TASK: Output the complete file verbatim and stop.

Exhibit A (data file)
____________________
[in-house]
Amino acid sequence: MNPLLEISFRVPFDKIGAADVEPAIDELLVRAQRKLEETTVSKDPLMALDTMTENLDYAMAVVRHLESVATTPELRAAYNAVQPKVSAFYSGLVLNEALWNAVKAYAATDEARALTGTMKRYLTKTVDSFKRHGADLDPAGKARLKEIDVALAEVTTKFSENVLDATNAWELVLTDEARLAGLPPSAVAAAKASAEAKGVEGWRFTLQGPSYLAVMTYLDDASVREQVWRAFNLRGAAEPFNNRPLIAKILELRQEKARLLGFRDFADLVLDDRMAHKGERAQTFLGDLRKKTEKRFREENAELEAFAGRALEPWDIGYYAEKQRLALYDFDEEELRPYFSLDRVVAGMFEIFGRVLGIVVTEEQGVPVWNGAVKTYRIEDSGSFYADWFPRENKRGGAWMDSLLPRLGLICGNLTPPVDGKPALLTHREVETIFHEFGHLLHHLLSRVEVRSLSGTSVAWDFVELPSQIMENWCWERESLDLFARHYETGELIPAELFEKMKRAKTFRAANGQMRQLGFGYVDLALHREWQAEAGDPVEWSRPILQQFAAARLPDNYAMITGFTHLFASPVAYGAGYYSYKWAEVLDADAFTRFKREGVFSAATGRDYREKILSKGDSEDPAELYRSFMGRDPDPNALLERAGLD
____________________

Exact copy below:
[in-house]
Amino acid sequence: MNPLLEISFRVPFDKIGAADVEPAIDELLVRAQRKLEETTVSKDPLMALDTMTENLDYAMAVVRHLESVATTPELRAAYNAVQPKVSAFYSGLVLNEALWNAVKAYAATDEARALTGTMKRYLTKTVDSFKRHGADLDPAGKARLKEIDVALAEVTTKFSENVLDATNAWELVLTDEARLAGLPPSAVAAAKASAEAKGVEGWRFTLQGPSYLAVMTYLDDASVREQVWRAFNLRGAAEPFNNRPLIAKILELRQEKARLLGFRDFADLVLDDRMAHKGERAQTFLGDLRKKTEKRFREENAELEAFAGRALEPWDIGYYAEKQRLALYDFDEEELRPYFSLDRVVAGMFEIFGRVLGIVVTEEQGVPVWNGAVKTYRIEDSGSFYADWFPRENKRGGAWMDSLLPRLGLICGNLTPPVDGKPALLTHREVETIFHEFGHLLHHLLSRVEVRSLSGTSVAWDFVELPSQIMENWCWERESLDLFARHYETGELIPAELFEKMKRAKTFRAANGQMRQLGFGYVDLALHREWQAEAGDPVEWSRPILQQFAAARLPDNYAMITGFTHLFASPVAYGAGYYSYKWAEVLDADAFTRFKREGVFSAATGRDYREKILSKGDSEDPAELYRSFMGRDPDPNALLERAGLD